AU blasts Le­sotho

But Po­lice Min­is­ter Monyane Moleleki hits back at con­ti­nen­tal body

Lesotho Times - - Front Page - Keiso Mohloboli

THE Africa Union (AU) has, in an un­char­ac­ter­is­tic move, ex­pressed out­rage over what it de­scribes as “the break­down in the rule of law” in Le­sotho.

How­ever, the seven-party coali­tion gov­ern­ment has hit back at the con­ti­nen­tal body, ac­cus­ing it of un­due in­ter­fer­ence in the King­dom’s in­ter­nal af­fairs.

The AU’S state­ment is seen as adding more pres­sure on the coali­tion gov­ern­ment in light of sim­i­lar pro­nounce­ments from the

South­ern African De­vel­op­ment Com­mu­nity (SADC) and in­ter­na­tional de­vel­op­ment part­ners in­clud­ing the Euro­pean Union and the United States gov­ern­ment.

The AU’S stance was prompted by the re­cent at­tack on the res­i­dence of Na­tional Uni­ver­sity of Le­sotho Pro-vice Chan­cel­lor, Pro­fes­sor Mafa Se­jana­mane, a staunch critic of Prime Min­is­ter Pakalitha Mo­sisili’s rul­ing coali­tion.

The AU, which has of­ten faced ac­cu­sa­tions of be­ing soft with mem­ber states and of be­ing weak in re­dress­ing abuses on the con­ti­nent, also urged the gov­ern­ment to im­ple­ment the rec­om­men­da­tions of the SADC com­mis­sion of in­quiry into Le­sotho’s in­sta­bil­ity.

In an un­char­ac­ter­is­ti­cally strongly worded state­ment, AU Com­mis­sion chair­per­son Dr Nkosazana Dlamini-zuma con­demned the 7 May 2016 at­tack on Pro­fes­sor Se­jana­mane’s Mazenod home, de­scrib­ing it as hav­ing “ad­verse ef­fects” on the coun­try’s democ­racy, peace and sta­bil­ity.

Although the out­spo­ken aca­demic and his family were un­harmed, Dr Dlamini-zuma said she had learnt of the at­tack “with shock and dis­may”, hence her con­cern about “the de­te­ri­o­rat­ing state of hu­man rights, rule of law and con­sti­tu­tion­al­ism in the King­dom of Le­sotho”.

Dr Dlamini-zuma called on the gov­ern­ment to en­sure that the at­tack is thor­oughly in­ves­ti­gated and the per­pe­tra­tors brought to book.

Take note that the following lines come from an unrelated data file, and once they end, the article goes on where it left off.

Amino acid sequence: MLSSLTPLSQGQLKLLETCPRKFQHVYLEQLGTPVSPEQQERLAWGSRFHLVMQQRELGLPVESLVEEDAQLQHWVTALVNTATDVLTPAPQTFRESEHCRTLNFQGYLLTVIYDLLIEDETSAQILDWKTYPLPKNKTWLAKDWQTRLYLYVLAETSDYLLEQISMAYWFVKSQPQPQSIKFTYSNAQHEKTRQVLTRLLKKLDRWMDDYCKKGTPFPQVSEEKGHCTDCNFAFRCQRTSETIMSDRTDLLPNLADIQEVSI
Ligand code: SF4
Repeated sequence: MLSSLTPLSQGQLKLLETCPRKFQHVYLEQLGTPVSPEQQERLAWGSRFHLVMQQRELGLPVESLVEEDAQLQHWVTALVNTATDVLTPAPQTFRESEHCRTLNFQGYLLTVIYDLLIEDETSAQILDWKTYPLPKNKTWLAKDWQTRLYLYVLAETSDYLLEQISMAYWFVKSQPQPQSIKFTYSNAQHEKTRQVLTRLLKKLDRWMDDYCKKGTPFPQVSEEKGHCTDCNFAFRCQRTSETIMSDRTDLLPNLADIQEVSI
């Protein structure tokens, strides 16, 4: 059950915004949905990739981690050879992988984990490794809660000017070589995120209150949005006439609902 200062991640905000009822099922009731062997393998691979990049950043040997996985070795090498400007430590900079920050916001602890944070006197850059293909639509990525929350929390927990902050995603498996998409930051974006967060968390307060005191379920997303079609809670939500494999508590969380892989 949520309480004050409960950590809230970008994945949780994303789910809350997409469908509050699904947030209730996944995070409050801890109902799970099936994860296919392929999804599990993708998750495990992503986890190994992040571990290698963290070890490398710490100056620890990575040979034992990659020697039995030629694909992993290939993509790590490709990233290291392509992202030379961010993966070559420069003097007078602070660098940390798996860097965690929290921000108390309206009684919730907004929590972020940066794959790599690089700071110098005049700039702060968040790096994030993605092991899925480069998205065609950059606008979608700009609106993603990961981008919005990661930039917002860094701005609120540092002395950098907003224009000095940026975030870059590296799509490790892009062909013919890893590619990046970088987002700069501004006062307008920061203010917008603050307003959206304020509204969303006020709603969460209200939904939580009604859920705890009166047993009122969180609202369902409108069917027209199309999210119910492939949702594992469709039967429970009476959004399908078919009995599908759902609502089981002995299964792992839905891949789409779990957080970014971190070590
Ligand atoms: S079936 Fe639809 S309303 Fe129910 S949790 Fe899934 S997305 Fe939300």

The AU Com­mis­sion chair­per­son also ex­pressed sup­port for SADC’S “con­certed ef­forts” to help bring sta­bil­ity to Le­sotho and called on the gov­ern­ment to im­ple­ment rec­om­men­da­tions made by the re­gional bloc’s com­mis­sion of In­quiry into the coun­try’s se­cu­rity and po­lit­i­cal chal­lenges.

“Fol­low­ing the Sadc-spon­sored Com­mis­sion of In­quiry led by Jus­tice Mpa­phi Phumaphi of Botswana, there was a ray of hope that Le­sotho would re­store con­sti­tu­tion­al­ism and the rule of law,” Dr Dlamini-zuma’s said in the state­ment re­leased this week.

“The Chair­per­son strongly urges the Gov­ern­ment and the peo­ple of the King­dom of Le­sotho to ur­gently im­ple­ment the rec­om­men­da­tions of the Phumaphi re­port with a view to en­sur­ing last­ing peace and sta­bil­ity in Le­sotho.”

Com­mu­ni­ca­tions, Sci­ence and Tech­nol­ogy Min­is­ter Khotso Let­satsi yesterday pro­fessed ig­no­rance of the AU state­ment but said the po­lice were in­ves­ti­gat­ing Pro­fes­sor Se­jana­mane’s at­tack.

“I have not seen the state­ment and so can’t com­ment on it. The only thing I can say is that po­lice in­ves­ti­ga­tions into the case are in progress,” Mr Let­satsi said.

How­ever, Po­lice Min­is­ter Monyane Moleleki re­acted an­grily to the AU, say­ing Le­sotho was “not a jun­gle” and did not de­serve such a let­ter from the con­ti­nen­tal body.

“It is dis­ap­point­ing for Dr Dlamini-zuma to in­ter­fere in this case and al­lege that the rule of law is de­te­ri­o­rat­ing in Le­sotho,” Mr Moleleki said.

“There is crime in ev­ery coun­try and that doesn’t mean there is in­sta­bil­ity in that coun­try. It’s sur­pris­ing that the AU is so in­ter­ested in some­one who was not even in­jured to the ex­tent that it de­cided to is­sue such a state­ment.

“Who is this Se­jana­mane whose at­tack could be said to have caused in­sta­bil­ity and the de­te­ri­o­ra­tion of the rule of law in this coun­try?”

Mr Moleleki said Po­lice Com­mis­sioner Mo­lahlehi Let­soepa had not even re­ported the at­tack dur­ing reg­u­lar meet­ings be­tween the po­lice and sis­ter se­cu­rity agen­cies, an in­di­ca­tion that the mat­ter was be­ing treated like any other crim­i­nal case. He was there­fore sur­prised by the AU’S in­ter­ven­tion.

“I want every­body to be clear on this mat­ter. It is not that the at­tack doesn’t need po­lice investigation. It does, but peo­ple must un­der­stand it is not dif­fer­ent from other crim­i­nal cases which have hap­pened in Le­sotho and it cer­tainly isn’t worth the AU’S in­ter­ven­tion.

“There have been cases in this coun­try, such as the mur­der of for­mer Deputy Prime Min­is­ter Selometsi Ba­holo by sol­diers and this in­deed at­tracted the in­ter­na­tional com­mu­nity but for­eign or­gan­i­sa­tions did not rec­om­mend the re­moval of the then army com­man­der,” said Mr Moleleki in ap­par­ent ref­er­ence to a SADC rec­om­men­da­tion for the re­moval of army com­man­der Lieu­tenan­tGen­eral Tlali Kamoli.